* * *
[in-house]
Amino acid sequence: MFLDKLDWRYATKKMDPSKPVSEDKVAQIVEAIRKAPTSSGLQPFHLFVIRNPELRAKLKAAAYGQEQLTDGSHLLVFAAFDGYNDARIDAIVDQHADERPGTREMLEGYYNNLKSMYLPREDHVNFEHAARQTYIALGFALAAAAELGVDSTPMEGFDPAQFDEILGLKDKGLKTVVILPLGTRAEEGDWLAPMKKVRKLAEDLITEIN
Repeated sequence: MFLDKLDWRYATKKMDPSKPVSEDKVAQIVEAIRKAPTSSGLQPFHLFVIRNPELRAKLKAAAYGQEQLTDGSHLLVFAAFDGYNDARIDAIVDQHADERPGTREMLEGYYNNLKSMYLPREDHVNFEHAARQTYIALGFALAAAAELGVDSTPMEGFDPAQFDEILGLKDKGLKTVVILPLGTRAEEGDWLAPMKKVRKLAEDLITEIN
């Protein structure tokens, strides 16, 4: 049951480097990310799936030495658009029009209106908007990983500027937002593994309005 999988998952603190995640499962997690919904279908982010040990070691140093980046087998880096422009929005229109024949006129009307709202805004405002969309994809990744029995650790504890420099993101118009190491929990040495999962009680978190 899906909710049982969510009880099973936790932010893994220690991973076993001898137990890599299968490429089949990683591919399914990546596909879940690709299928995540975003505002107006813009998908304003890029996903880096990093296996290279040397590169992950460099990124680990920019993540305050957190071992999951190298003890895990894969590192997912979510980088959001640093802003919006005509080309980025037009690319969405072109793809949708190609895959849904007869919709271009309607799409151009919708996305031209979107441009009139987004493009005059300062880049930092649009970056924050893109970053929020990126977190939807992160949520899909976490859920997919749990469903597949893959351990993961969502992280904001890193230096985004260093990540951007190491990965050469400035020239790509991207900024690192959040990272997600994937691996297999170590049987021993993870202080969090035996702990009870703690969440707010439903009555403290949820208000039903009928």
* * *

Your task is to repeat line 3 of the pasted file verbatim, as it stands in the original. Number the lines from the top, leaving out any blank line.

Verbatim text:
Repeated sequence: MFLDKLDWRYATKKMDPSKPVSEDKVAQIVEAIRKAPTSSGLQPFHLFVIRNPELRAKLKAAAYGQEQLTDGSHLLVFAAFDGYNDARIDAIVDQHADERPGTREMLEGYYNNLKSMYLPREDHVNFEHAARQTYIALGFALAAAAELGVDSTPMEGFDPAQFDEILGLKDKGLKTVVILPLGTRAEEGDWLAPMKKVRKLAEDLITEIN